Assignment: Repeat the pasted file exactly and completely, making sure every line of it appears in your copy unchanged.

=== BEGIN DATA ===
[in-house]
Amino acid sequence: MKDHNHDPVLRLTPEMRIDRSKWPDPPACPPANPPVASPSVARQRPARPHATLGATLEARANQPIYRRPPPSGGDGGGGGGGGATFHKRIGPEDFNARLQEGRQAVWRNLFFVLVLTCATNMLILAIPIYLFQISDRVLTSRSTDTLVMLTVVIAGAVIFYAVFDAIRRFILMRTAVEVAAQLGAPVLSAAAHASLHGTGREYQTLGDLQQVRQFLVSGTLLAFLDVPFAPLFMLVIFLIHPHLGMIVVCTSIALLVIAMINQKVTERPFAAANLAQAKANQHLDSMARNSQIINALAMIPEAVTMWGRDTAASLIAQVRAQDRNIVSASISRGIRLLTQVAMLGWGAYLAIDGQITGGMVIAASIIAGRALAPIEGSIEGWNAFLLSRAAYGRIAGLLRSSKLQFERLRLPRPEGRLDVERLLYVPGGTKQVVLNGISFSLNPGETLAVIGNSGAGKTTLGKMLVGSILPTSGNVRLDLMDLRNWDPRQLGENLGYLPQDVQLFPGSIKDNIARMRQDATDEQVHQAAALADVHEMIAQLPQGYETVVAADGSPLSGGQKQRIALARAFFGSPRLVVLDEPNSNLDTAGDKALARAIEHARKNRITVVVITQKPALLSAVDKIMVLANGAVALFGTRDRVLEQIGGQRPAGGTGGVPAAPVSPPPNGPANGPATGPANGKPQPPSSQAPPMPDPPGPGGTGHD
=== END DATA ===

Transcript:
[in-house]
Amino acid sequence: MKDHNHDPVLRLTPEMRIDRSKWPDPPACPPANPPVASPSVARQRPARPHATLGATLEARANQPIYRRPPPSGGDGGGGGGGGATFHKRIGPEDFNARLQEGRQAVWRNLFFVLVLTCATNMLILAIPIYLFQISDRVLTSRSTDTLVMLTVVIAGAVIFYAVFDAIRRFILMRTAVEVAAQLGAPVLSAAAHASLHGTGREYQTLGDLQQVRQFLVSGTLLAFLDVPFAPLFMLVIFLIHPHLGMIVVCTSIALLVIAMINQKVTERPFAAANLAQAKANQHLDSMARNSQIINALAMIPEAVTMWGRDTAASLIAQVRAQDRNIVSASISRGIRLLTQVAMLGWGAYLAIDGQITGGMVIAASIIAGRALAPIEGSIEGWNAFLLSRAAYGRIAGLLRSSKLQFERLRLPRPEGRLDVERLLYVPGGTKQVVLNGISFSLNPGETLAVIGNSGAGKTTLGKMLVGSILPTSGNVRLDLMDLRNWDPRQLGENLGYLPQDVQLFPGSIKDNIARMRQDATDEQVHQAAALADVHEMIAQLPQGYETVVAADGSPLSGGQKQRIALARAFFGSPRLVVLDEPNSNLDTAGDKALARAIEHARKNRITVVVITQKPALLSAVDKIMVLANGAVALFGTRDRVLEQIGGQRPAGGTGGVPAAPVSPPPNGPANGPATGPANGKPQPPSSQAPPMPDPPGPGGTGHD